Historian Cheryl Greenberg is the latest to ask the darkest question hanging over the Trump candidacy: When Trump talks about the "global elites," the "international bankers," and "crooked" media figures plotting against American sovereignty, does he know the anti-Semitic origins of his own conspiracy claims?
All these are old canards straight out of the phony “Protocols of the Elders of Zion,” conspiracy theories about wealthy, international Jewish bankers plotting to destroy the nation and take over the world, controlling politicians with their wealth or through the power of the media that they dominate (the “Jew York Times” is a commonplace in neo-Nazi parlance). These Jews exploit poor and vulnerable people for their own nefarious ends while pretending to be allies. The only missing assertion is the blood libel.
"The stunning recent rise of anti-Semitic attacks on Jewish journalists, politicians, performers and others," writes Greenberg, makes it clear that Trump's alt-right followers understand the attacks as anti-Semitic. But does Trump himself know it?
Trump’s references to money, bankers and international conspiracies appear to be deliberate anti-Semitic dog whistles, and his alt-right supporters recognize (and celebrate) that. Trump is not inventing these conspiratorial ravings on the fly during rallies but reading them from prepared remarks.
It seems that nearly every discussion of extremist conservatives at one point or another boils down to the simple query: Malicious? Or just stupid? Whether it be long-disproven fudged statistics, claims of decapitated heads littering the southern deserts, or Trump's uncanny ability to channel the precise conspiracy claims of Henry Ford before him, all too often we are reduced to the impossible task of parsing out whether this or that anger-spewing public figure is manipulating the public knowingly or is themselves one of the gullible. In this case, however, the task isn’t quite so impossible.
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While Greenberg rightly suggests that in the end it doesn't matter too much—after all, the effects are the same—I do think Donald J. Trump is a special case, and one of the few cases of the evil or stupid parlor game that has a clear answer: Donald Trump probably doesn't know he's been spouting anti-Semitic talking points. Donald Trump probably really is just stupid.
We know a great deal about Trump's personality from the campaign trail and from associates who have come forward to opine about him against his will. We know he is a habitual liar. We know he is supremely narcissistic, to the point where he seems to have no interest in or ability to grasp events or information except in relationship to himself. Asked about God, he praises God for the lovely golf course Trump bought; tasked with writing a condolence letter on the death of a child, he focuses on the time he attempted to bed the mother; asked about any of the policy questions he would be asked to weigh in on as president, his default reply is to proclaim that he is smart and the current policymakers are dumb, therefore he will simply do better.
We know he speaks in short, obsessively repetitive phrases, and we have watched as he invented new ones that appear to be based on the musings of whoever he last spoke to. And we know who he speaks to. He speaks to Steve Bannon, proprietor of an "alt-right" conspiracy website. He speaks to Roger Stone, notorious conspiracy nut. He frequently channels the musings of conspiracy kingpin Alex Jones, who just this week was on a rant against the "Jewish mafia." Through his immediate contacts he seems to have uncanny knowledge of whatever Russian government-linked propagandists are claiming, and is forever getting in trouble for retweeting figures and pictures from white nationalists with no apparent recognition that they are problematic; so long as the tweeters are admiring of Donald Trump, their precise personalities or agendas don't matter.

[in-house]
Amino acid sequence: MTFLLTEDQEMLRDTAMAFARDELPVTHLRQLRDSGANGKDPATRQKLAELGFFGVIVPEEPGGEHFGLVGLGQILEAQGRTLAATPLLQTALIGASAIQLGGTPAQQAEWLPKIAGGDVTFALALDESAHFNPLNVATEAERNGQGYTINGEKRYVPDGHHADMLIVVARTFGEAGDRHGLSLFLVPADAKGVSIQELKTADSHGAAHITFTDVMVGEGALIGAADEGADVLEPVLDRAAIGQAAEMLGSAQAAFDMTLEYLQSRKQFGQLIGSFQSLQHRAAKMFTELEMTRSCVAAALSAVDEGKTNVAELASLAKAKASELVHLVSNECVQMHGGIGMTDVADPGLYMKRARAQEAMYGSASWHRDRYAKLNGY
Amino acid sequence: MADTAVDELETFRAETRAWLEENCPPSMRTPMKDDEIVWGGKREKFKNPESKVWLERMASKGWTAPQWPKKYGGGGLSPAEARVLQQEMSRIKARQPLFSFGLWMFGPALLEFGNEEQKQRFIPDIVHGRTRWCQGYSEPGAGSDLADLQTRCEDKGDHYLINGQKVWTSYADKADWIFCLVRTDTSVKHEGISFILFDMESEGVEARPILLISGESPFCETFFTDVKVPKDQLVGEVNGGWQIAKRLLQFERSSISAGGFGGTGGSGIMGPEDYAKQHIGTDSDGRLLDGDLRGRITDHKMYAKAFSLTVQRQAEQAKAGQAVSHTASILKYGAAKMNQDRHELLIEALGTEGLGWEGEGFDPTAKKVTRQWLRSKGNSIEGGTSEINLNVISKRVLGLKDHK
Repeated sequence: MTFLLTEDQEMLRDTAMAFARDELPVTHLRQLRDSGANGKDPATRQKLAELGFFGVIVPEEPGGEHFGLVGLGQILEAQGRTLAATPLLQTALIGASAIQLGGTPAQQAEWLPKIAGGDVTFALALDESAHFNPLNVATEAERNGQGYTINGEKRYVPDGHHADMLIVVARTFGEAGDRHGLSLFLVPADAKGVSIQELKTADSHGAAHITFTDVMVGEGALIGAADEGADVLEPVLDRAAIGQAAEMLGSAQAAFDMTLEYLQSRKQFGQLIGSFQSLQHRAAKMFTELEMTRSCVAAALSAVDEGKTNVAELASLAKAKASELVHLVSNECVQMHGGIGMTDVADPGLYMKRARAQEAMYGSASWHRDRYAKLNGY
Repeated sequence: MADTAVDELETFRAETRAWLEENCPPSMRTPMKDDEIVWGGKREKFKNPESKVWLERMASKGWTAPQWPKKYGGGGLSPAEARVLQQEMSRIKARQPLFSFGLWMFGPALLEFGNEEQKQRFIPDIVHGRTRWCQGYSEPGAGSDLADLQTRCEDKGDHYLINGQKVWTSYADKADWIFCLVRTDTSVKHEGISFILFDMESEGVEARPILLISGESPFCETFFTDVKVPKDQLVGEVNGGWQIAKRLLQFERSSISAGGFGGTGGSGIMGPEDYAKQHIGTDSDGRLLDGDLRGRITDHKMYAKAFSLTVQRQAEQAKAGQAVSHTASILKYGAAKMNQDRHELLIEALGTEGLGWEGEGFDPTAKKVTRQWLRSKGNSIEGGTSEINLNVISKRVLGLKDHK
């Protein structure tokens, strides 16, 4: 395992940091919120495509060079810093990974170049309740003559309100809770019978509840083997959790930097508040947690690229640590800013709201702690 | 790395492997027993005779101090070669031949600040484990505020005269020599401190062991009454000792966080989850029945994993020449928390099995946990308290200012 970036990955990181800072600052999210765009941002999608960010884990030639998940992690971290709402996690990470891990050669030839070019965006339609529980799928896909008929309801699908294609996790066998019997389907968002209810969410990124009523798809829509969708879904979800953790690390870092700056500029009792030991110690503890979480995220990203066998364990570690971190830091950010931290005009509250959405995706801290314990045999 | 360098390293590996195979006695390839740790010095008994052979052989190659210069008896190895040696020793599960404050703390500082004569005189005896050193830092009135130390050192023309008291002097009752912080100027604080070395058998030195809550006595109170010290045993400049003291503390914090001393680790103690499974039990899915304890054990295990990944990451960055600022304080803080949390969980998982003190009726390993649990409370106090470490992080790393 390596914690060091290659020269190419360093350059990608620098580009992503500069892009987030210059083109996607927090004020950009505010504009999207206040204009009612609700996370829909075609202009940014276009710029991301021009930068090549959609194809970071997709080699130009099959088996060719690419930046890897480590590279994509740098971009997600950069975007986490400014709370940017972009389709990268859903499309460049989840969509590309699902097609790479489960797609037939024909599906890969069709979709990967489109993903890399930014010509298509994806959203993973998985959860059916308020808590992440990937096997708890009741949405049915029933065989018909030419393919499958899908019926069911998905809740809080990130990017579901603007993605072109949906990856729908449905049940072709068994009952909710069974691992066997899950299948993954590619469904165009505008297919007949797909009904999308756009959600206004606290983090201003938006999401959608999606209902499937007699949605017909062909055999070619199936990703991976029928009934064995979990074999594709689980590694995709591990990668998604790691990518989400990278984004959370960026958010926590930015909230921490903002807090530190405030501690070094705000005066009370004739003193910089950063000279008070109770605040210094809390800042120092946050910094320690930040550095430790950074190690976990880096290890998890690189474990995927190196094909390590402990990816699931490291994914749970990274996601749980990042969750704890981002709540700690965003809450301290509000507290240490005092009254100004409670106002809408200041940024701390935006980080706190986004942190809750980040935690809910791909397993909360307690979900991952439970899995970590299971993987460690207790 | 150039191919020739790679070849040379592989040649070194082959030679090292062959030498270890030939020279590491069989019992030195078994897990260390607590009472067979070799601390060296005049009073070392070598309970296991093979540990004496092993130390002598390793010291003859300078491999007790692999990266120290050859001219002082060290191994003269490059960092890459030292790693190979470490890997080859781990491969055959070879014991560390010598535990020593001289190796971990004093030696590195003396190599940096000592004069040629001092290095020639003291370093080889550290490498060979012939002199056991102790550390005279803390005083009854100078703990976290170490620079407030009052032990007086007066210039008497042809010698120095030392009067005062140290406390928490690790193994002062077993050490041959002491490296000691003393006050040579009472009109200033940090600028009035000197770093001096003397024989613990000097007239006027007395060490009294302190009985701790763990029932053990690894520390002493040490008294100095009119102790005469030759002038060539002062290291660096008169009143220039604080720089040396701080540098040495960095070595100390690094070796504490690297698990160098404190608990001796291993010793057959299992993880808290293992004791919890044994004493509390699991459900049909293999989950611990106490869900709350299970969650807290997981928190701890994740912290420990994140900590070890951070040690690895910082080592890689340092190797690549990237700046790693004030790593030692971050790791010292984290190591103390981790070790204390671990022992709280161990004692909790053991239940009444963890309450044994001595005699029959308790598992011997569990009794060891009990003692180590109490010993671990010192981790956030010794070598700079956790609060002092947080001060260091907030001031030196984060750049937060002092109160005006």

Donald Trump may be malevolent, to be sure. But he's also provably and astonishingly gullible. This is a man who, had he been born into less gilded circles, would be the conspiracy theorists' most reliable patsy. Because he is completely unable to parse information that does not revolve around himself, the details of each particular theory are a blur to him—even with teleprompter help, he can repeat little more than the catchphrases ("globalists") as he rattles off not why those secret plotters are against America, but how they are attempting to personally wound him.
The simple explanation here is the best: Donald Trump read a speech about the "globalists" from a teleprompter because his campaign team, led by Steve Bannon, crafted that speech for him. He has incorporated a few of the buzzwords in more recent speeches, but became truly enamored of the notion of the conspiracy by "bankers" and "elites" and scheming "media" against him because he can only imagine losing this contest, like the Emmys or the right to build a new resort, as a result of a personal plot against him.
He is as dumb as a goddamn post, and will say or write or tweet anything you put in front of him, so long as it makes Donald J. Trump look good.
Is Donald Trump an anti-Semite? Truly, there's hardly any evidence to suggest he knows what the term means. But he has surrounded himself with people who are eager to play in those tropes, and would assuredly as president continue to do so. He is, to use the catchphrase of the final presidential debate, just a puppet.